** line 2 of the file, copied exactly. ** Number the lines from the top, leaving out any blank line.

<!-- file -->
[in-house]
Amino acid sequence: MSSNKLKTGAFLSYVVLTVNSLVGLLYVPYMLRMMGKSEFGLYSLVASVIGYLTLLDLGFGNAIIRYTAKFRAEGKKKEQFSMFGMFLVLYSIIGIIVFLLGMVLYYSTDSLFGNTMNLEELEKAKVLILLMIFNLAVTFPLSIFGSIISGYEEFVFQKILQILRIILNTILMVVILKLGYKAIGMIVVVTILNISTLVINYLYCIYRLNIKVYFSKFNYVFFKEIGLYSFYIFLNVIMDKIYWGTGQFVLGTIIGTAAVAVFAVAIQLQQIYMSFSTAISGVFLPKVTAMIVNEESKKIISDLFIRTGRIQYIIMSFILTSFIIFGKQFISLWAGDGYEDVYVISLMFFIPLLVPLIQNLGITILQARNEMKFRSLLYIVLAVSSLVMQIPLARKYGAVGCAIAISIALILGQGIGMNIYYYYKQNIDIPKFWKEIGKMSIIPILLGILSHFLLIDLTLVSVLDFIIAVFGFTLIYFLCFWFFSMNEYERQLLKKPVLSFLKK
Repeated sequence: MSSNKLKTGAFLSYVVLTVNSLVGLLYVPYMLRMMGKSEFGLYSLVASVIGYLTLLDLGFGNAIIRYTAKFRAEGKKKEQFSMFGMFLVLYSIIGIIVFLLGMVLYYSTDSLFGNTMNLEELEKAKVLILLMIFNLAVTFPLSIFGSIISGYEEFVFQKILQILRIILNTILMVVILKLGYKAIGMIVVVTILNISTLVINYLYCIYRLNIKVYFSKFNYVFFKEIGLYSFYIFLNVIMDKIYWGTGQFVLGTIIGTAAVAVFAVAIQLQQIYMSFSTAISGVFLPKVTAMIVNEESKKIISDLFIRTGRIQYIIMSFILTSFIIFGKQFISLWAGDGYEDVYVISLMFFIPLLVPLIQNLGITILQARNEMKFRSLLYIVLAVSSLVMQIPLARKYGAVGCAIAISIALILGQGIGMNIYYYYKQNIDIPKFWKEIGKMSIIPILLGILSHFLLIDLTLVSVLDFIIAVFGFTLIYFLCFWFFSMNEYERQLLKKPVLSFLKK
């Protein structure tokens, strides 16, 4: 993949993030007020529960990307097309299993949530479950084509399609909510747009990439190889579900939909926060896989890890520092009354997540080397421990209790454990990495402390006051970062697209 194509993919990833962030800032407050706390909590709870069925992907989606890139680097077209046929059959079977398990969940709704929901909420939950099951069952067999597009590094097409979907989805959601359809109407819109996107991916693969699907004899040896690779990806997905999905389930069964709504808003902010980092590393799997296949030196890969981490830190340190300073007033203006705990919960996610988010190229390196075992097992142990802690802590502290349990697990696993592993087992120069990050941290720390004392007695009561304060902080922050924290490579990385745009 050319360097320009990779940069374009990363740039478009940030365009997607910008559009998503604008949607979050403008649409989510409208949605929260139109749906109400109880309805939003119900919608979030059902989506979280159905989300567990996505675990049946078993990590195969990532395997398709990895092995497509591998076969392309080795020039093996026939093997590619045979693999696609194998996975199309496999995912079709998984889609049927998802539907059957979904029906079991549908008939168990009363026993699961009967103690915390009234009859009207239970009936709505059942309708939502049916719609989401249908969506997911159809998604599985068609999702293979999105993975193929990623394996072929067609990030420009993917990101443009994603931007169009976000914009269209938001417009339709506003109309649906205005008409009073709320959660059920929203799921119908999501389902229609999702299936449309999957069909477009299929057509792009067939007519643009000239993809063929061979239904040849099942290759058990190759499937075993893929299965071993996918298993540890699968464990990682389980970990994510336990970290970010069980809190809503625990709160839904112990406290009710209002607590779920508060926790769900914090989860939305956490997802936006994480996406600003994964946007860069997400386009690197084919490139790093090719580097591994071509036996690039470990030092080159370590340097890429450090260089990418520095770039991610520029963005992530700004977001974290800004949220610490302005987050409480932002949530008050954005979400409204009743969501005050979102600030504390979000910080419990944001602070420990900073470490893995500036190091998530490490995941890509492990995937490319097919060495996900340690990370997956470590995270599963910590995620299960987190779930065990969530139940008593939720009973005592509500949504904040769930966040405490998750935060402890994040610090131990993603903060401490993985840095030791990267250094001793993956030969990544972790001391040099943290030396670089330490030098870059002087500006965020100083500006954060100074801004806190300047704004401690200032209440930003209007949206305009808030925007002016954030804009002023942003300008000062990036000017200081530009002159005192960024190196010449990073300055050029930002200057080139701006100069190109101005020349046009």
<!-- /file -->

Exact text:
Amino acid sequence: MSSNKLKTGAFLSYVVLTVNSLVGLLYVPYMLRMMGKSEFGLYSLVASVIGYLTLLDLGFGNAIIRYTAKFRAEGKKKEQFSMFGMFLVLYSIIGIIVFLLGMVLYYSTDSLFGNTMNLEELEKAKVLILLMIFNLAVTFPLSIFGSIISGYEEFVFQKILQILRIILNTILMVVILKLGYKAIGMIVVVTILNISTLVINYLYCIYRLNIKVYFSKFNYVFFKEIGLYSFYIFLNVIMDKIYWGTGQFVLGTIIGTAAVAVFAVAIQLQQIYMSFSTAISGVFLPKVTAMIVNEESKKIISDLFIRTGRIQYIIMSFILTSFIIFGKQFISLWAGDGYEDVYVISLMFFIPLLVPLIQNLGITILQARNEMKFRSLLYIVLAVSSLVMQIPLARKYGAVGCAIAISIALILGQGIGMNIYYYYKQNIDIPKFWKEIGKMSIIPILLGILSHFLLIDLTLVSVLDFIIAVFGFTLIYFLCFWFFSMNEYERQLLKKPVLSFLKK